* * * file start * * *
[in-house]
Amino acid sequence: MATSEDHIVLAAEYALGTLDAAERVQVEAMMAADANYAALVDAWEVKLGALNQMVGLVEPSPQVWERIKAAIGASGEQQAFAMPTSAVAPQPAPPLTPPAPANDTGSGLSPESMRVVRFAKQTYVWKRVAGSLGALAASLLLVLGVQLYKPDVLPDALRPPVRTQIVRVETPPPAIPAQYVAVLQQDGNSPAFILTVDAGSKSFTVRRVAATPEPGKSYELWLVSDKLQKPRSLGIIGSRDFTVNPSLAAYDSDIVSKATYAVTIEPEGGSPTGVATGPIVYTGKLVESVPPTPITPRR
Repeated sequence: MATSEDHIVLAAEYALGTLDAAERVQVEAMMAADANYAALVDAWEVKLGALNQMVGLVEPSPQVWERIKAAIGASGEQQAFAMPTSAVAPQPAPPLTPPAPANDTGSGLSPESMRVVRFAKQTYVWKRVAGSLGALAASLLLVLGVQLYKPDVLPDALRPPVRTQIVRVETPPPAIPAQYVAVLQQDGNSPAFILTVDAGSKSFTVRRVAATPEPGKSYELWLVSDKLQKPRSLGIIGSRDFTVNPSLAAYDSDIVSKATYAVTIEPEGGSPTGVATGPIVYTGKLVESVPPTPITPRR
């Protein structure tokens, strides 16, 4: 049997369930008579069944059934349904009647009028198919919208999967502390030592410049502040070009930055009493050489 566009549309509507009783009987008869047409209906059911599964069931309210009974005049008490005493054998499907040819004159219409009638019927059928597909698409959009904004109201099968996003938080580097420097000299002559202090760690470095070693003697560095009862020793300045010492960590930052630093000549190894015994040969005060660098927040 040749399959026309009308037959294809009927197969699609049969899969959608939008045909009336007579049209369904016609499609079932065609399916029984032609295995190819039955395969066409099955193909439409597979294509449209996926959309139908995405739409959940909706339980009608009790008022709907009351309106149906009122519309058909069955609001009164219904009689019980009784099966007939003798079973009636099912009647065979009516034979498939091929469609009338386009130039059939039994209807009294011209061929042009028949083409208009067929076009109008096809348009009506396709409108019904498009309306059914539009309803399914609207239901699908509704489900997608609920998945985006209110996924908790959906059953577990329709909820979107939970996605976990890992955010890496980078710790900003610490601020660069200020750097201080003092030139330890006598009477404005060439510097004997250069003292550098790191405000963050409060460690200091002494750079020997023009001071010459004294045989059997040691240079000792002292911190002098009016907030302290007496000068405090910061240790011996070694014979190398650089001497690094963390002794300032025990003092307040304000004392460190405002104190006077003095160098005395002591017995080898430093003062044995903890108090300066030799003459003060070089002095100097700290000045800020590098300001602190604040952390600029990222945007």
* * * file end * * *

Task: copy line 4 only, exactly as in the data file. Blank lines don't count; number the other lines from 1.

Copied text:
């Protein structure tokens, strides 16, 4: 049997369930008579069944059934349904009647009028198919919208999967502390030592410049502040070009930055009493050489 566009549309509507009783009987008869047409209906059911599964069931309210009974005049008490005493054998499907040819004159219409009638019927059928597909698409959009904004109201099968996003938080580097420097000299002559202090760690470095070693003697560095009862020793300045010492960590930052630093000549190894015994040969005060660098927040 040749399959026309009308037959294809009927197969699609049969899969959608939008045909009336007579049209369904016609499609079932065609399916029984032609295995190819039955395969066409099955193909439409597979294509449209996926959309139908995405739409959940909706339980009608009790008022709907009351309106149906009122519309058909069955609001009164219904009689019980009784099966007939003798079973009636099912009647065979009516034979498939091929469609009338386009130039059939039994209807009294011209061929042009028949083409208009067929076009109008096809348009009506396709409108019904498009309306059914539009309803399914609207239901699908509704489900997608609920998945985006209110996924908790959906059953577990329709909820979107939970996605976990890992955010890496980078710790900003610490601020660069200020750097201080003092030139330890006598009477404005060439510097004997250069003292550098790191405000963050409060460690200091002494750079020997023009001071010459004294045989059997040691240079000792002292911190002098009016907030302290007496000068405090910061240790011996070694014979190398650089001497690094963390002794300032025990003092307040304000004392460190405002104190006077003095160098005395002591017995080898430093003062044995903890108090300066030799003459003060070089002095100097700290000045800020590098300001602190604040952390600029990222945007």